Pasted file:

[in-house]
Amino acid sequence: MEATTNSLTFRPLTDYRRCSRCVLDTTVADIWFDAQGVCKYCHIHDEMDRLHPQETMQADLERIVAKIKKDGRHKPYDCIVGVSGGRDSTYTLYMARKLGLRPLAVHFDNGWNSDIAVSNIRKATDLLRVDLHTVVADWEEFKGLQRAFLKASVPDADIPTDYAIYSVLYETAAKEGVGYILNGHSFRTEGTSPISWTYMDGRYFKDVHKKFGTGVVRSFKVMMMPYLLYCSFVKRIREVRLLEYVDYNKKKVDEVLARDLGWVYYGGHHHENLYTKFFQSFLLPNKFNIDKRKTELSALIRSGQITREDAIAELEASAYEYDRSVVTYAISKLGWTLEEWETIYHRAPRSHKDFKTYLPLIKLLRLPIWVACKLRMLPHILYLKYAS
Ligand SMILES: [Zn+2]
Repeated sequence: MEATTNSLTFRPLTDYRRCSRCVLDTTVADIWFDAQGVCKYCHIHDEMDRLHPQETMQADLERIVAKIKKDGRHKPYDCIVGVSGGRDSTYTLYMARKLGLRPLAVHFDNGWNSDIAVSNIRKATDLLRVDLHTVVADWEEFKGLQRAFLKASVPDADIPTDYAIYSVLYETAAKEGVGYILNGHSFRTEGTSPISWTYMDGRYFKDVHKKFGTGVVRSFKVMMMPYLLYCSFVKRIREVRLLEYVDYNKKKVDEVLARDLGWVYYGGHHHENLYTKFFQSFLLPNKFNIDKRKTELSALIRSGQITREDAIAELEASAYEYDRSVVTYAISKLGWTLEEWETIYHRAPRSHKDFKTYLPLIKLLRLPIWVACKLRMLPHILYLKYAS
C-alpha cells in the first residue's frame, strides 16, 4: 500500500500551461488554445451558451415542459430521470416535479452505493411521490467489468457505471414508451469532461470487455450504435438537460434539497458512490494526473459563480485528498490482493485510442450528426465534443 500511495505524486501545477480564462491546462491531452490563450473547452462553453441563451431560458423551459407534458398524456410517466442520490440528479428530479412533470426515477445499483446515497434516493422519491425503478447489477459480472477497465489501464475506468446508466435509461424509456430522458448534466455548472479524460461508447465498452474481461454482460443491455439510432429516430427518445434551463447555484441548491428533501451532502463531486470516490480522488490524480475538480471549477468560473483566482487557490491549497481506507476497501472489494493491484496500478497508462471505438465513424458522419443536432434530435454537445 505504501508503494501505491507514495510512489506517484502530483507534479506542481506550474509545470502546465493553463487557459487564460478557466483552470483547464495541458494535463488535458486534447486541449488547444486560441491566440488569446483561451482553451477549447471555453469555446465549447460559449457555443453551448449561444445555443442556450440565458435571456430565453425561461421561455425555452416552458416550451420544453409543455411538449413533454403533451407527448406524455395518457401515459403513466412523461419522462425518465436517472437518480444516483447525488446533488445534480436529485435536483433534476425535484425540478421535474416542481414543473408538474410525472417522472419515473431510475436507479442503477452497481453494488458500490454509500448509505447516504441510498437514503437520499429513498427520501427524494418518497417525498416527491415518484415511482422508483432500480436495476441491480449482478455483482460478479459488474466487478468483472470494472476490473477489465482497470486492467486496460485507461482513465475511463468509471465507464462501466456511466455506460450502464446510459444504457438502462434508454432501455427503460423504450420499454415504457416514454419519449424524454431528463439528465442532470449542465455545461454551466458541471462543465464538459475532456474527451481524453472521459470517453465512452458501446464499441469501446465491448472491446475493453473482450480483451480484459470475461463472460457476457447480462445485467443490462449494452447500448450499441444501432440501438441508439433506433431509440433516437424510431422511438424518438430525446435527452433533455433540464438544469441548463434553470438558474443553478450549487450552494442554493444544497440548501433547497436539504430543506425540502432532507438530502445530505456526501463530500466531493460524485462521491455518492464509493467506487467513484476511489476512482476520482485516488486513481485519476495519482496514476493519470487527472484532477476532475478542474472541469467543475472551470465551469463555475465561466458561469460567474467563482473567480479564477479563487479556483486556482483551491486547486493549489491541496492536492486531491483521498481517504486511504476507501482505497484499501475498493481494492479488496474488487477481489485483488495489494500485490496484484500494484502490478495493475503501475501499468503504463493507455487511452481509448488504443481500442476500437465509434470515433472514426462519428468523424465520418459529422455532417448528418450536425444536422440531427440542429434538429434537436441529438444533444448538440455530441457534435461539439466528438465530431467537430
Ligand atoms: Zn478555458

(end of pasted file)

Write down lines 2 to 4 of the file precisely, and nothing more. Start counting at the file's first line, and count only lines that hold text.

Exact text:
Amino acid sequence: MEATTNSLTFRPLTDYRRCSRCVLDTTVADIWFDAQGVCKYCHIHDEMDRLHPQETMQADLERIVAKIKKDGRHKPYDCIVGVSGGRDSTYTLYMARKLGLRPLAVHFDNGWNSDIAVSNIRKATDLLRVDLHTVVADWEEFKGLQRAFLKASVPDADIPTDYAIYSVLYETAAKEGVGYILNGHSFRTEGTSPISWTYMDGRYFKDVHKKFGTGVVRSFKVMMMPYLLYCSFVKRIREVRLLEYVDYNKKKVDEVLARDLGWVYYGGHHHENLYTKFFQSFLLPNKFNIDKRKTELSALIRSGQITREDAIAELEASAYEYDRSVVTYAISKLGWTLEEWETIYHRAPRSHKDFKTYLPLIKLLRLPIWVACKLRMLPHILYLKYAS
Ligand SMILES: [Zn+2]
Repeated sequence: MEATTNSLTFRPLTDYRRCSRCVLDTTVADIWFDAQGVCKYCHIHDEMDRLHPQETMQADLERIVAKIKKDGRHKPYDCIVGVSGGRDSTYTLYMARKLGLRPLAVHFDNGWNSDIAVSNIRKATDLLRVDLHTVVADWEEFKGLQRAFLKASVPDADIPTDYAIYSVLYETAAKEGVGYILNGHSFRTEGTSPISWTYMDGRYFKDVHKKFGTGVVRSFKVMMMPYLLYCSFVKRIREVRLLEYVDYNKKKVDEVLARDLGWVYYGGHHHENLYTKFFQSFLLPNKFNIDKRKTELSALIRSGQITREDAIAELEASAYEYDRSVVTYAISKLGWTLEEWETIYHRAPRSHKDFKTYLPLIKLLRLPIWVACKLRMLPHILYLKYAS